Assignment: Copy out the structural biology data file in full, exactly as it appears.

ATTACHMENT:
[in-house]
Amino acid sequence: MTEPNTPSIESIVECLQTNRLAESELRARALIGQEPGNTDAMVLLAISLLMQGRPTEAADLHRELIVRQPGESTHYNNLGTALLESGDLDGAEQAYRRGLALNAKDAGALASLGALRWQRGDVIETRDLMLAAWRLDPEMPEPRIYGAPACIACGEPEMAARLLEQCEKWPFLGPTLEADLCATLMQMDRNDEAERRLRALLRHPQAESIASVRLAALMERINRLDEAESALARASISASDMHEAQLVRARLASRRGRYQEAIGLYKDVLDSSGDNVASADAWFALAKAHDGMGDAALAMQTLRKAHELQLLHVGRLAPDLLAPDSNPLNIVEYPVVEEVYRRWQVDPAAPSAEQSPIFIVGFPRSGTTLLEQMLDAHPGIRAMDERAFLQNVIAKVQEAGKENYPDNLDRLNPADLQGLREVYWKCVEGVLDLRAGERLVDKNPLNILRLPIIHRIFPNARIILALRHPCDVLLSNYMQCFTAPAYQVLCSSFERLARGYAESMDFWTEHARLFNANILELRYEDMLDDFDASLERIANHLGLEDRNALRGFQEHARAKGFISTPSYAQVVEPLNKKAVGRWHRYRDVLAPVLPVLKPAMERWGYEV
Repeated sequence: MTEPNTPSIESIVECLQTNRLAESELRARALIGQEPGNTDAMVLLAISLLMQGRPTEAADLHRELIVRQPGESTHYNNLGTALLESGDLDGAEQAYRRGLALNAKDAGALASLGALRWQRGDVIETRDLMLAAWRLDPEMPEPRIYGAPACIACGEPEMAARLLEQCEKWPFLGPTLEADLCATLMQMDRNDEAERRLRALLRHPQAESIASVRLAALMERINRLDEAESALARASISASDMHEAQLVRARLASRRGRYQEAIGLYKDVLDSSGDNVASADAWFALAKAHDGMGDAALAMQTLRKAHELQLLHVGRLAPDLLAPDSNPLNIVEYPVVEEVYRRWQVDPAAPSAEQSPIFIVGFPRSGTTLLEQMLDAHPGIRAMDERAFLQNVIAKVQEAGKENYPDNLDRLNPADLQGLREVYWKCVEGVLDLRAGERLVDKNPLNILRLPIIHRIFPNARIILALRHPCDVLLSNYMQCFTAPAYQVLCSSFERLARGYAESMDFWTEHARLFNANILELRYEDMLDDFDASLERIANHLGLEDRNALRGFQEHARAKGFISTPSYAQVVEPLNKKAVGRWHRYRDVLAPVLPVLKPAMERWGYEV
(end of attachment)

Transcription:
[in-house]
Amino acid sequence: MTEPNTPSIESIVECLQTNRLAESELRARALIGQEPGNTDAMVLLAISLLMQGRPTEAADLHRELIVRQPGESTHYNNLGTALLESGDLDGAEQAYRRGLALNAKDAGALASLGALRWQRGDVIETRDLMLAAWRLDPEMPEPRIYGAPACIACGEPEMAARLLEQCEKWPFLGPTLEADLCATLMQMDRNDEAERRLRALLRHPQAESIASVRLAALMERINRLDEAESALARASISASDMHEAQLVRARLASRRGRYQEAIGLYKDVLDSSGDNVASADAWFALAKAHDGMGDAALAMQTLRKAHELQLLHVGRLAPDLLAPDSNPLNIVEYPVVEEVYRRWQVDPAAPSAEQSPIFIVGFPRSGTTLLEQMLDAHPGIRAMDERAFLQNVIAKVQEAGKENYPDNLDRLNPADLQGLREVYWKCVEGVLDLRAGERLVDKNPLNILRLPIIHRIFPNARIILALRHPCDVLLSNYMQCFTAPAYQVLCSSFERLARGYAESMDFWTEHARLFNANILELRYEDMLDDFDASLERIANHLGLEDRNALRGFQEHARAKGFISTPSYAQVVEPLNKKAVGRWHRYRDVLAPVLPVLKPAMERWGYEV
Repeated sequence: MTEPNTPSIESIVECLQTNRLAESELRARALIGQEPGNTDAMVLLAISLLMQGRPTEAADLHRELIVRQPGESTHYNNLGTALLESGDLDGAEQAYRRGLALNAKDAGALASLGALRWQRGDVIETRDLMLAAWRLDPEMPEPRIYGAPACIACGEPEMAARLLEQCEKWPFLGPTLEADLCATLMQMDRNDEAERRLRALLRHPQAESIASVRLAALMERINRLDEAESALARASISASDMHEAQLVRARLASRRGRYQEAIGLYKDVLDSSGDNVASADAWFALAKAHDGMGDAALAMQTLRKAHELQLLHVGRLAPDLLAPDSNPLNIVEYPVVEEVYRRWQVDPAAPSAEQSPIFIVGFPRSGTTLLEQMLDAHPGIRAMDERAFLQNVIAKVQEAGKENYPDNLDRLNPADLQGLREVYWKCVEGVLDLRAGERLVDKNPLNILRLPIIHRIFPNARIILALRHPCDVLLSNYMQCFTAPAYQVLCSSFERLARGYAESMDFWTEHARLFNANILELRYEDMLDDFDASLERIANHLGLEDRNALRGFQEHARAKGFISTPSYAQVVEPLNKKAVGRWHRYRDVLAPVLPVLKPAMERWGYEV